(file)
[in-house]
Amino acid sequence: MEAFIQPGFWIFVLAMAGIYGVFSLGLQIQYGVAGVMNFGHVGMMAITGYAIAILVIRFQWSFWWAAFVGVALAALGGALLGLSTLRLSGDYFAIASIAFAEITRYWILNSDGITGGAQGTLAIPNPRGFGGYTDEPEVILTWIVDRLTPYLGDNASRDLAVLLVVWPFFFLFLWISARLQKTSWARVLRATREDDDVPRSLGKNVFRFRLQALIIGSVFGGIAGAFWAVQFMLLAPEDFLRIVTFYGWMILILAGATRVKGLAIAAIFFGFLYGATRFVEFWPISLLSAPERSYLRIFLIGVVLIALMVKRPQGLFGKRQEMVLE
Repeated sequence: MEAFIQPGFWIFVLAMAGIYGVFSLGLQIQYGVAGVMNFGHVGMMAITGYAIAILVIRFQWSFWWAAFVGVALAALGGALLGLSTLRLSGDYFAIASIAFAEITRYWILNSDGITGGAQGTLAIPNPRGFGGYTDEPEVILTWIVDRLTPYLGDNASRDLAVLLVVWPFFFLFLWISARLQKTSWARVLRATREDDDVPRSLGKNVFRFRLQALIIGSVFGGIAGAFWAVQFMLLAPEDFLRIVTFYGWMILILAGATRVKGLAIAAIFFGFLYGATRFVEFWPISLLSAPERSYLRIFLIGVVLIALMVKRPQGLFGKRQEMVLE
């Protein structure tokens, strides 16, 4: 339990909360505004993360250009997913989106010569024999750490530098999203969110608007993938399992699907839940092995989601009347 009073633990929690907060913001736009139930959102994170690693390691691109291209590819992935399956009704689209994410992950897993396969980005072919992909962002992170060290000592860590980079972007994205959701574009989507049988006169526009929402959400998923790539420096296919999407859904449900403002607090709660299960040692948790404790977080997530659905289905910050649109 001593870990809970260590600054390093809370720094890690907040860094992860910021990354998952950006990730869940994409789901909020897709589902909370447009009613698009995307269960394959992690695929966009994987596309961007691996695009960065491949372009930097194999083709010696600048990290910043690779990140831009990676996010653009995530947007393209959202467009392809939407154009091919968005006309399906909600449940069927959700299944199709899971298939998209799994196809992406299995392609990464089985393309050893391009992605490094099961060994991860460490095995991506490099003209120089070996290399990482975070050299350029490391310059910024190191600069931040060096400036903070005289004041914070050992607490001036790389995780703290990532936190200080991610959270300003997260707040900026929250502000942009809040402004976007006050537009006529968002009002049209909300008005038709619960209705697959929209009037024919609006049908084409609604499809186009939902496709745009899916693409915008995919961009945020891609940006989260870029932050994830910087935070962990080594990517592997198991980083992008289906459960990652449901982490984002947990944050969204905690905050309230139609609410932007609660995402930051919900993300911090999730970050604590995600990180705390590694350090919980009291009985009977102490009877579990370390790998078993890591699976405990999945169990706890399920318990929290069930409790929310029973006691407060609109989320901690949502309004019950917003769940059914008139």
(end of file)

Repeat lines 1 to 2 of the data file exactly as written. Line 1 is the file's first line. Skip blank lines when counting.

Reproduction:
[in-house]
Amino acid sequence: MEAFIQPGFWIFVLAMAGIYGVFSLGLQIQYGVAGVMNFGHVGMMAITGYAIAILVIRFQWSFWWAAFVGVALAALGGALLGLSTLRLSGDYFAIASIAFAEITRYWILNSDGITGGAQGTLAIPNPRGFGGYTDEPEVILTWIVDRLTPYLGDNASRDLAVLLVVWPFFFLFLWISARLQKTSWARVLRATREDDDVPRSLGKNVFRFRLQALIIGSVFGGIAGAFWAVQFMLLAPEDFLRIVTFYGWMILILAGATRVKGLAIAAIFFGFLYGATRFVEFWPISLLSAPERSYLRIFLIGVVLIALMVKRPQGLFGKRQEMVLE